Today, we are proud to welcome the second part of “You-You” be Grayson Morley to our New Voices library. We are publishing this story in two parts, and the first installment is already on the blog. “You-You” takes you inside the mind of a college freshman who suffers from depression, who struggles with confidence and body image, who plays D&D, and who really, really wants to ask out a girl in his science class. “You-You” offers us a refreshingly unique and honestly drawn male protagonist.
“But it isn’t his DPS that makes Verner fun to play for you. It’s that he is what you want to be. Confident. Sexy. Slim. And while you don’t necessarily want to be the kind of guy who makes out with two women at a bar, you don’t not want to be that guy.”
“You what?” Mark says.
“You didn’t,” Will says.
“For the record, that is not what I advised,” Ben says. “And doubly for the record, I think it is a bad idea.”
You frown and fold your arms across your chest. The three of you are eating dinner in the dining hall. You had not expected this reaction. You had expected them to be happy for you. To go along with it. To roll a character for her to make it easier to start playing the next time. But primarily you had expected them to be happy for you.
“Permission to provide, in list form, the many reasons why this is a bad idea?” Ben says.
You grant it begrudgingly, knowing that it would be worse to tell him no. Will stops eating and sits back in his chair, setting down his utensils, as if for a show. You become irrationally mad at Will because of this. You think nasty things about his Mormonism and how it relates to his own nonexistent dating life at the small liberal arts college you all go to, at which Will might be the solitary Mormon presently matriculated.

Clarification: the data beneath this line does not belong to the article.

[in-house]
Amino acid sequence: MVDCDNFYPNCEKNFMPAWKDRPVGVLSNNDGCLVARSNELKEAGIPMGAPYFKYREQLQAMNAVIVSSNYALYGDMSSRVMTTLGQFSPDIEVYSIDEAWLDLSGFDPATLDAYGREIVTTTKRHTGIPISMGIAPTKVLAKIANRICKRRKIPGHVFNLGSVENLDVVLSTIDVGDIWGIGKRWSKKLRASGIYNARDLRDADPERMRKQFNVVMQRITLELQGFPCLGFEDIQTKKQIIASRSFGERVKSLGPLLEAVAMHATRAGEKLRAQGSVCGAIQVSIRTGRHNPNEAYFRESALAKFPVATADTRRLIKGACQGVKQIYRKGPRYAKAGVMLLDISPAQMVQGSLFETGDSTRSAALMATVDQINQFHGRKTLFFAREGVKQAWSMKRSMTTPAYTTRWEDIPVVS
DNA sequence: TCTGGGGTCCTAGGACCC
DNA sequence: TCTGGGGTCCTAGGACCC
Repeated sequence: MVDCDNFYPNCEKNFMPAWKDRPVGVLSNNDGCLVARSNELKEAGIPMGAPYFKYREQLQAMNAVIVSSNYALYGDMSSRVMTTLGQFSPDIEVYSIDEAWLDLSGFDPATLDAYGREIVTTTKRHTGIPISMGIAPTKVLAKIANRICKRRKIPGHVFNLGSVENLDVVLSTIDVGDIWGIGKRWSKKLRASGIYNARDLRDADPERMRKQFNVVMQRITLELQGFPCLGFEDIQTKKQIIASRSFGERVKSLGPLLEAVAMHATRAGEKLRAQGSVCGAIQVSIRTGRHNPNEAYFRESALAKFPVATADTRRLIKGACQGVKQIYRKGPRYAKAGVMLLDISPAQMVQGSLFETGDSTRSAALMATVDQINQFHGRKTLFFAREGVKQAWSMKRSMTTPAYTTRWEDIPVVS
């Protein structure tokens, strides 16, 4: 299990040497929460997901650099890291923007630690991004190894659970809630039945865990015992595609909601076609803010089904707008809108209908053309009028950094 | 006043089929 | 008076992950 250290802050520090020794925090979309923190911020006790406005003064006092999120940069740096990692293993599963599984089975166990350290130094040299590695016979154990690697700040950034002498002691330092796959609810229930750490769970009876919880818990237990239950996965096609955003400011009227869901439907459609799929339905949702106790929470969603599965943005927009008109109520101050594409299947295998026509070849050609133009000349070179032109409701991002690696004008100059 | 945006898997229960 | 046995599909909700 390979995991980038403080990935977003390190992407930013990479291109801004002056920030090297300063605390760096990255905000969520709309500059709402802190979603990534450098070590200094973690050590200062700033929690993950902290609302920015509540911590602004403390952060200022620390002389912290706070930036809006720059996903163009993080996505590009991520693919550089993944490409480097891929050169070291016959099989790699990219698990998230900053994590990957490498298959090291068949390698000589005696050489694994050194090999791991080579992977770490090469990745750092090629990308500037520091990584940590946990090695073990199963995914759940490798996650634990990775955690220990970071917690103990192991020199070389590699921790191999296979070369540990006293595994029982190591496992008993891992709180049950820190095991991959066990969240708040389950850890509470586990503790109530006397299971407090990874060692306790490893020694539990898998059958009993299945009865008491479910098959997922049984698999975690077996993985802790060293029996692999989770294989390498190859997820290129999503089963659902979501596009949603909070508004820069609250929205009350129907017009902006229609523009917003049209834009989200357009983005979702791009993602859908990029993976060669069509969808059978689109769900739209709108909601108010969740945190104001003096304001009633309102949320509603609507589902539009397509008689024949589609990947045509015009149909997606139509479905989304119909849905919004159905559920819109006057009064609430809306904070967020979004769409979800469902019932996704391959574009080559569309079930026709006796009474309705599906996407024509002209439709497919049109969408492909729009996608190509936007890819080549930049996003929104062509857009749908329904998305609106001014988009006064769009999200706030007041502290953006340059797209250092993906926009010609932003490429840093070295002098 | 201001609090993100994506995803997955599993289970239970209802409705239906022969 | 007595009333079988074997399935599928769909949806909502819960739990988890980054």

“Firstly, if you’re trying to get laid, there are better ways to go about it,” Ben says. “For instance, remember when I told you to ask her to coffee? That comes to mind.”
“You two convened beforehand?” he says. “Pathetic.”
“You’re pathetic,” you say, and Mark mimics the mimicry like a Gibbering Mouther.
“Secondly,” Will continues. “Your endgame is weak. Think it through: she comes to the game, starts playing with us, and then, what? You ask her out as Verner? You roll Persuasion so hard that it isn’t just her character who falls in love with you, but her as well?”
“Okay, I get it,” you say. “I screwed up. I should’ve asked her to coffee. I panicked, okay? I panicked.”
“Yeah, you did,” Will says. “But that’s what I’m saying. This is not just a failure. This is a Critical Failure.”
You throw your hands up and go to leave, but Will pulls you back down into your chair.
“Fine, okay, sorry,” Will says. “I’ll let it go. I just think you probably should’ve asked her to coffee instead.”
“Well, I didn’t,” you say. “So where do we go from here?”